... structural coloration, thermal insulation, self-healing, and sensory aid mechanisms are some of the examples found in nature which are of commercial interest.

318

,"Minnesota Natural Gas Summary"  

U.S. Energy Information Administration (EIA) Indexed Site

,"Data 3","Underground Storage",4,"Annual",2012,"6301973" ,"Data 4","Liquefied Natural Gas Storage",3,"Annual",2012,"6301980" ,"Data 5","Consumption",8,"Annual",2012,"6...

319

,"Idaho Natural Gas Summary"  

U.S. Energy Information Administration (EIA) Indexed Site

,"Data 3","Underground Storage",2,"Annual",1975,"6301974" ,"Data 4","Liquefied Natural Gas Storage",3,"Annual",2012,"6301981" ,"Data 5","Consumption",9,"Annual",2012,"6...

320

,"California Natural Gas Summary"  

U.S. Energy Information Administration (EIA) Indexed Site

,"Data 5","Underground Storage",4,"Annual",2012,"6301967" ,"Data 6","Liquefied Natural Gas Storage",3,"Annual",2012,"6301980" ,"Data 7","Consumption",11,"Annual",2012,"6...

Note: This page contains sample records for the topic "natural abundance half-life" from the National Library of EnergyBeta (NLEBeta).
While these samples are representative of the content of NLEBeta,
they are not comprehensive nor are they the most current set.
We encourage you to perform a real-time search of NLEBeta
to obtain the most current and comprehensive results.


321

,"Alaska Natural Gas Summary"  

U.S. Energy Information Administration (EIA) Indexed Site

,"Data 5","Underground Storage",2,"Annual",1975,"6301973" ,"Data 6","Liquefied Natural Gas Storage",3,"Annual",2012,"6301969" ,"Data 7","Consumption",11,"Annual",2012,"6...

322

,"Georgia Natural Gas Summary"  

U.S. Energy Information Administration (EIA) Indexed Site

,"Data 3","Underground Storage",3,"Annual",1975,"6301974" ,"Data 4","Liquefied Natural Gas Storage",3,"Annual",2012,"6301980" ,"Data 5","Consumption",8,"Annual",2012,"6...

323

,"Louisiana Natural Gas Summary"  

U.S. Energy Information Administration (EIA) Indexed Site

,"Data 5","Underground Storage",4,"Annual",2012,"6301967" ,"Data 6","Liquefied Natural Gas Storage",3,"Annual",2012,"6301980" ,"Data 7","Consumption",11,"Annual",2012,"6...

324

,"Washington Natural Gas Summary"  

U.S. Energy Information Administration (EIA) Indexed Site

,"Data 3","Underground Storage",4,"Annual",2012,"6301967" ,"Data 4","Liquefied Natural Gas Storage",3,"Annual",2012,"6301980" ,"Data 5","Consumption",9,"Annual",2012,"6...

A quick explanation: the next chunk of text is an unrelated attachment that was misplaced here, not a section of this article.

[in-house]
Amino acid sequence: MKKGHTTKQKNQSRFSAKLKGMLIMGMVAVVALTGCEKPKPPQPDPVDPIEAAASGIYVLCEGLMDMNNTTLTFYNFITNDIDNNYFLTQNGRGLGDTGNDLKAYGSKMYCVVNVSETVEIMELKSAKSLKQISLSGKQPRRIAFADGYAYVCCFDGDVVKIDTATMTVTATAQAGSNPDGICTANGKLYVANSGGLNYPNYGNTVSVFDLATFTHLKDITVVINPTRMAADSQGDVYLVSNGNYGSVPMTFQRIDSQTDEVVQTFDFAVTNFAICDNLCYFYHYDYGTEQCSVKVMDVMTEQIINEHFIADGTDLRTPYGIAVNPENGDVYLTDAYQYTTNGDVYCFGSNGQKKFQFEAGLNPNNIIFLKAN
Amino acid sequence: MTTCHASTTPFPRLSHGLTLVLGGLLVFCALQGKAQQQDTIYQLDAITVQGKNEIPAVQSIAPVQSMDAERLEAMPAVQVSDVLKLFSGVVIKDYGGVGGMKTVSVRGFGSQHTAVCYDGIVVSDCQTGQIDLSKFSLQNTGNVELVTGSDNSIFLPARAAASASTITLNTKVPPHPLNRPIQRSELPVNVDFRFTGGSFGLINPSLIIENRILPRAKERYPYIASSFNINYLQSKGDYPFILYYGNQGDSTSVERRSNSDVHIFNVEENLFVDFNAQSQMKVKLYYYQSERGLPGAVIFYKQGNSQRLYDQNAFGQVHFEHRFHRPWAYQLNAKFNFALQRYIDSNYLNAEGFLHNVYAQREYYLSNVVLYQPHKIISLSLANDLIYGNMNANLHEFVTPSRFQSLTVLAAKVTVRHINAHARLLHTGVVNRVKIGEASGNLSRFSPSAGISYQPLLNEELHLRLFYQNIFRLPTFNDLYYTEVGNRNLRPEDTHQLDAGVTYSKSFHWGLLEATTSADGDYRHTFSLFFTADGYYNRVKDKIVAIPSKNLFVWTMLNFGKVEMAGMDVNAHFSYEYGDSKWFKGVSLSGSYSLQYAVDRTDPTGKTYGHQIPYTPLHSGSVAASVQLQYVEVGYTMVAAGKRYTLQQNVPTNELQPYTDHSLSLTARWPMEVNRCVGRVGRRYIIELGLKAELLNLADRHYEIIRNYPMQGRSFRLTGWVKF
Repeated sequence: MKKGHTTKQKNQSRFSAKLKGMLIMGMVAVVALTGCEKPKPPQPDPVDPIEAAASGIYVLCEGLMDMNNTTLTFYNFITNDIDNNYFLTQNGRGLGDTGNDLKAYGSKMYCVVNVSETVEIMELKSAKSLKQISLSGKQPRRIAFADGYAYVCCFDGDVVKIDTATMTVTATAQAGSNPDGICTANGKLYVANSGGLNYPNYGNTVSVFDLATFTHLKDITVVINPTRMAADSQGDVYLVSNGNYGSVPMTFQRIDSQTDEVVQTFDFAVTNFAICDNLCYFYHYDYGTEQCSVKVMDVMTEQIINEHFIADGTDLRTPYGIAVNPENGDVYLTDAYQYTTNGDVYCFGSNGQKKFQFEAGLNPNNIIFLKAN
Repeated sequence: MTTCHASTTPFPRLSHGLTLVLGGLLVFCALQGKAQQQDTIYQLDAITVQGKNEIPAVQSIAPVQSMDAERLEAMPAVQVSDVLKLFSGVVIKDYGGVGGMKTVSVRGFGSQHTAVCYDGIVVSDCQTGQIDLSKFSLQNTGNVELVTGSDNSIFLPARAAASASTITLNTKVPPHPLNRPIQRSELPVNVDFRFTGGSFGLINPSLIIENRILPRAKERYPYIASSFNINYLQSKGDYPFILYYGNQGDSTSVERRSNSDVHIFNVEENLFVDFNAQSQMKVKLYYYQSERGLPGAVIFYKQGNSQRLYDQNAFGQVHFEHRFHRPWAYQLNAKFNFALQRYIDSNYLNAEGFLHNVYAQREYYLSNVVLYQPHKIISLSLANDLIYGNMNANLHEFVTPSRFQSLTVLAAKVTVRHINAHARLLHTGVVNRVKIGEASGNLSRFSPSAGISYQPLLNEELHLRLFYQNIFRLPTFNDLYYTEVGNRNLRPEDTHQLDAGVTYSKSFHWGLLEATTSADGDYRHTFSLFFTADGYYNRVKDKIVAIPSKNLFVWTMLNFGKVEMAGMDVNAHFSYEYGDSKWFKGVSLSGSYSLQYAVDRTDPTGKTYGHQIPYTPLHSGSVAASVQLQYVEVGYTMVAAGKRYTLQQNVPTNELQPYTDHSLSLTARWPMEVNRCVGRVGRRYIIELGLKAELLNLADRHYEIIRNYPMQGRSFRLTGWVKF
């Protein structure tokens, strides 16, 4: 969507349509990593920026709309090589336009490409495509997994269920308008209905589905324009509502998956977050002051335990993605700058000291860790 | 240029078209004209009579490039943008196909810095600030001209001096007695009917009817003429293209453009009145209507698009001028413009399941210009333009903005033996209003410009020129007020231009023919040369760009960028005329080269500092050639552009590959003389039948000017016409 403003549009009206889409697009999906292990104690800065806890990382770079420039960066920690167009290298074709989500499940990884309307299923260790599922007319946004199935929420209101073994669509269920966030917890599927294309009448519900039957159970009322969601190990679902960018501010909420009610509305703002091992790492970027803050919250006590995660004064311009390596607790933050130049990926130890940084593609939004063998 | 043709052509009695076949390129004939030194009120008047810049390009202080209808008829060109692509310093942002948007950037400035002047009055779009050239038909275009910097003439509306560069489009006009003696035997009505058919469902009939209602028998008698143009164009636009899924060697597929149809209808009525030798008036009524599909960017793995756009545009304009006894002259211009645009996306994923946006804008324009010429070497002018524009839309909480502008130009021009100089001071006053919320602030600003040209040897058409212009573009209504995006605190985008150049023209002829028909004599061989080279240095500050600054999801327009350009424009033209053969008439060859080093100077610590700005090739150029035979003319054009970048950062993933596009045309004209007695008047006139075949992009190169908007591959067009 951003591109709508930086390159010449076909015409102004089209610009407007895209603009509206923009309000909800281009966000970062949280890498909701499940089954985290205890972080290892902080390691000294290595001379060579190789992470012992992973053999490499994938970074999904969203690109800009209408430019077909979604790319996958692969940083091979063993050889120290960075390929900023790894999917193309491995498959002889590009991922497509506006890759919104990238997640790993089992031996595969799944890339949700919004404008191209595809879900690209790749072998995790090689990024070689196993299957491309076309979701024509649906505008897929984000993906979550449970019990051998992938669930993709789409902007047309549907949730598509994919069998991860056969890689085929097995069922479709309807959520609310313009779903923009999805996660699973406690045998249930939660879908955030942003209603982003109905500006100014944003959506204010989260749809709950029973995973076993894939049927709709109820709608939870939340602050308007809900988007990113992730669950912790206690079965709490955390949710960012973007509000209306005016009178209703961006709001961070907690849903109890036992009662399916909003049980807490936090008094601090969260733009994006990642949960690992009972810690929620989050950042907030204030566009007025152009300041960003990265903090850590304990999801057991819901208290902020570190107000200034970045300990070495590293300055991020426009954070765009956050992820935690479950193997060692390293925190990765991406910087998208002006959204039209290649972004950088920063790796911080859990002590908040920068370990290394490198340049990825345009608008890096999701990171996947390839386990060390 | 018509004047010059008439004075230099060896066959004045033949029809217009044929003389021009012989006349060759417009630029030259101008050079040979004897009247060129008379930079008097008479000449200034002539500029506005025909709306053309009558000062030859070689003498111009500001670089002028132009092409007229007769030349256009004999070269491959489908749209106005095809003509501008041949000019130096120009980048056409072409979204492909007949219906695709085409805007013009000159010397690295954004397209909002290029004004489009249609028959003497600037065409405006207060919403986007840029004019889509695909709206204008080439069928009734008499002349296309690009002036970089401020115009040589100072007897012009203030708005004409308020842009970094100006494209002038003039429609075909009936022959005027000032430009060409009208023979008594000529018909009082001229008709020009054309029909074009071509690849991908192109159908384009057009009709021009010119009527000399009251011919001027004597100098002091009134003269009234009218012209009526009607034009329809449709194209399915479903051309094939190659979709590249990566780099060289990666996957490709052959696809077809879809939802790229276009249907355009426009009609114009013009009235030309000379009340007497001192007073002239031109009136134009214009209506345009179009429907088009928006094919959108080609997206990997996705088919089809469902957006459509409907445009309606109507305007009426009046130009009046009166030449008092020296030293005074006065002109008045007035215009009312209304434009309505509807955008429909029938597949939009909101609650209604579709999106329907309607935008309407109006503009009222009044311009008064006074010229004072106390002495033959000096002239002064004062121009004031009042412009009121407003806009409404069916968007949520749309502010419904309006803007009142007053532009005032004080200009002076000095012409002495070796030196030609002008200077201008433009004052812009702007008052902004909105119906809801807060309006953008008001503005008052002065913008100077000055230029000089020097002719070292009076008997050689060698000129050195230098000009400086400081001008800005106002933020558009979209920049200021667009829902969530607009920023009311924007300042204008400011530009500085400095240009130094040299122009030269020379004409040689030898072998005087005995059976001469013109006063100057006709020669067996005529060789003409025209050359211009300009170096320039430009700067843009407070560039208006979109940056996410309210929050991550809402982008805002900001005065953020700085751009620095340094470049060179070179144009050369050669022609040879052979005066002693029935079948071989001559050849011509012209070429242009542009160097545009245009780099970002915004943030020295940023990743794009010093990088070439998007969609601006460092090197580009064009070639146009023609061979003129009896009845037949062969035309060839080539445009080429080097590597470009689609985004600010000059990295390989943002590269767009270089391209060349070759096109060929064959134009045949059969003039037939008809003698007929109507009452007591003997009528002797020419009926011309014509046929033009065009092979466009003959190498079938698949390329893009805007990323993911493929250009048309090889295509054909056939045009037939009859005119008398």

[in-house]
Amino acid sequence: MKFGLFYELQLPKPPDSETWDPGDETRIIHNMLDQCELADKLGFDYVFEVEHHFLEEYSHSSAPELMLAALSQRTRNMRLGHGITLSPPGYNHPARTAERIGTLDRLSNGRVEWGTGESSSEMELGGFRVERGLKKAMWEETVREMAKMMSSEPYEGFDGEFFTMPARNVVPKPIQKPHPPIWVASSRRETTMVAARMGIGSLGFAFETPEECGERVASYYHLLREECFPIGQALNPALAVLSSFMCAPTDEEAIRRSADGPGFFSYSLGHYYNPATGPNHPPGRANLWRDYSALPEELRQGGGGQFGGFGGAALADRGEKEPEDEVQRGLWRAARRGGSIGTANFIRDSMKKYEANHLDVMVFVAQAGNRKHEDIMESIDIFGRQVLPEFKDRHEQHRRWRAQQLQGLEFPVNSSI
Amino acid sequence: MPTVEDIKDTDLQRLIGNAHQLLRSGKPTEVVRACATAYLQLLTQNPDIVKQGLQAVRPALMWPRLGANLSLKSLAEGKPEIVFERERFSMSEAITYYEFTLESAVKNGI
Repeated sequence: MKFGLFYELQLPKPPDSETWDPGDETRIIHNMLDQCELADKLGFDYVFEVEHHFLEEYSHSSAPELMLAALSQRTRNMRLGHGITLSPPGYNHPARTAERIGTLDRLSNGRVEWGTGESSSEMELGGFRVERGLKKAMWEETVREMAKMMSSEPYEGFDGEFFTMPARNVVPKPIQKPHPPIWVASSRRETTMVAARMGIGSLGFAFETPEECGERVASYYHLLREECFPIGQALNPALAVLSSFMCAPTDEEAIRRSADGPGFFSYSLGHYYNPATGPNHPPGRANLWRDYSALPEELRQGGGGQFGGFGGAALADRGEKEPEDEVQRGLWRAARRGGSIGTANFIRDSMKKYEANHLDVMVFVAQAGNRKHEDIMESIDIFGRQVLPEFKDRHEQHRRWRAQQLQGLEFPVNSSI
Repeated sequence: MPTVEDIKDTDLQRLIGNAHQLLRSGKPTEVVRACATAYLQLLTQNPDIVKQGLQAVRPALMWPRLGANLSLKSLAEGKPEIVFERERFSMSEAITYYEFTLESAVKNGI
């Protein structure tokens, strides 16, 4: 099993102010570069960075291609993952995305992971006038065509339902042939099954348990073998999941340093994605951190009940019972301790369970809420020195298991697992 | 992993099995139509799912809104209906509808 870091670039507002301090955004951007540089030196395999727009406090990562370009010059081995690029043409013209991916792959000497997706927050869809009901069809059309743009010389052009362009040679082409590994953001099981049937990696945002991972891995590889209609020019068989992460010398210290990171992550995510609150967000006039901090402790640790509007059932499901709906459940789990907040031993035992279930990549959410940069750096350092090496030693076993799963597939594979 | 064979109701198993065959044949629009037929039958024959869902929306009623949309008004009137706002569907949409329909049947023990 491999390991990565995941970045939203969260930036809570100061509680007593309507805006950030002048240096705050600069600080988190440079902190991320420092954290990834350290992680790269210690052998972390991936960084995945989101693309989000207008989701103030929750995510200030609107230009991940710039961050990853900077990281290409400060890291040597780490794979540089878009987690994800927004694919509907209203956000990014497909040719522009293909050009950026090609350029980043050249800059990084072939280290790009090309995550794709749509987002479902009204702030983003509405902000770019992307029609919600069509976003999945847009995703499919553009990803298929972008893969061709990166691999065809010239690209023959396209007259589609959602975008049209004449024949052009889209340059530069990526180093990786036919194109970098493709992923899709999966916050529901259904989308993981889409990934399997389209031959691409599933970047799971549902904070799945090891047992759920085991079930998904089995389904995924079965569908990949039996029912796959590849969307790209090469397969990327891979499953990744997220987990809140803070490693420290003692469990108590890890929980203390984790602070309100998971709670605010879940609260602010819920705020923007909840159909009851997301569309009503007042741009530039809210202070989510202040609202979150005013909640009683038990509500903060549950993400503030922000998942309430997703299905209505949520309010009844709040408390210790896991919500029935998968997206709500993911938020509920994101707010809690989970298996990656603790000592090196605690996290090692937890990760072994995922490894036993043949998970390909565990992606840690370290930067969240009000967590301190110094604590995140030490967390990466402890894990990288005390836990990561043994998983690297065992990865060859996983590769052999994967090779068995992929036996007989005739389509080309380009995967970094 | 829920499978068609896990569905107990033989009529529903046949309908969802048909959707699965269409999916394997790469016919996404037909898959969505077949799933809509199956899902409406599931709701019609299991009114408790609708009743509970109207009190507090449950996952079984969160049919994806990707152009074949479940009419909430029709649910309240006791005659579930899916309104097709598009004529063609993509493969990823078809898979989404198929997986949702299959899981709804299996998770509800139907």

325

,"Maryland Natural Gas Summary"  

U.S. Energy Information Administration (EIA) Indexed Site

,"Data 4","Underground Storage",4,"Annual",2012,"6301967" ,"Data 5","Liquefied Natural Gas Storage",3,"Annual",2012,"6301980" ,"Data 6","Consumption",10,"Annual",2012,"6...

326

,"Massachusetts Natural Gas Summary"  

U.S. Energy Information Administration (EIA) Indexed Site

,"Data 3","Underground Storage",3,"Annual",1975,"6301967" ,"Data 4","Liquefied Natural Gas Storage",3,"Annual",2012,"6301980" ,"Data 5","Consumption",8,"Annual",2012,"6...

327

,"Wyoming Natural Gas Prices"  

U.S. Energy Information Administration (EIA) Indexed Site

ame","Description"," Of Series","Frequency","Latest Data for" ,"Data 1","Wyoming Natural Gas Prices",11,"Annual",2012,"6301967" ,"Release Date:","10312013" ,"Next Release...

328

,"Iowa Natural Gas Prices"  

U.S. Energy Information Administration (EIA) Indexed Site

Name","Description"," Of Series","Frequency","Latest Data for" ,"Data 1","Iowa Natural Gas Prices",10,"Annual",2012,"6301967" ,"Release Date:","10312013" ,"Next Release...

329

,"Nebraska Natural Gas Prices"  

U.S. Energy Information Administration (EIA) Indexed Site

Of Series","Frequency","Latest Data for" ,"Data 1","Nebraska Natural Gas Prices",11,"Annual",2012,"6301967" ,"Release Date:","10312013" ,"Next Release...

330

,"Vermont Natural Gas Prices"  

U.S. Energy Information Administration (EIA) Indexed Site

ame","Description"," Of Series","Frequency","Latest Data for" ,"Data 1","Vermont Natural Gas Prices",10,"Annual",2012,"6301980" ,"Release Date:","10312013" ,"Next Release...

331

,"Ohio Natural Gas Prices"  

U.S. Energy Information Administration (EIA) Indexed Site

Name","Description"," Of Series","Frequency","Latest Data for" ,"Data 1","Ohio Natural Gas Prices",11,"Annual",2012,"6301967" ,"Release Date:","10312013" ,"Next Release...

332

,"California Natural Gas Prices"  

U.S. Energy Information Administration (EIA) Indexed Site

Of Series","Frequency","Latest Data for" ,"Data 1","California Natural Gas Prices",13,"Annual",2012,"6301967" ,"Release Date:","10312013" ,"Next Release...

333

,"Wisconsin Natural Gas Prices"  

U.S. Energy Information Administration (EIA) Indexed Site

Of Series","Frequency","Latest Data for" ,"Data 1","Wisconsin Natural Gas Prices",10,"Annual",2012,"6301967" ,"Release Date:","10312013" ,"Next Release...

334

,"Maryland Natural Gas Prices"  

U.S. Energy Information Administration (EIA) Indexed Site

Of Series","Frequency","Latest Data for" ,"Data 1","Maryland Natural Gas Prices",12,"Annual",2012,"6301967" ,"Release Date:","10312013" ,"Next Release...

335

,"Michigan Natural Gas Prices"  

U.S. Energy Information Administration (EIA) Indexed Site

Of Series","Frequency","Latest Data for" ,"Data 1","Michigan Natural Gas Prices",13,"Annual",2012,"6301967" ,"Release Date:","10312013" ,"Next Release...

336

,"Illinois Natural Gas Prices"  

U.S. Energy Information Administration (EIA) Indexed Site

Of Series","Frequency","Latest Data for" ,"Data 1","Illinois Natural Gas Prices",11,"Annual",2012,"6301967" ,"Release Date:","10312013" ,"Next Release...

337

,"Kansas Natural Gas Prices"  

U.S. Energy Information Administration (EIA) Indexed Site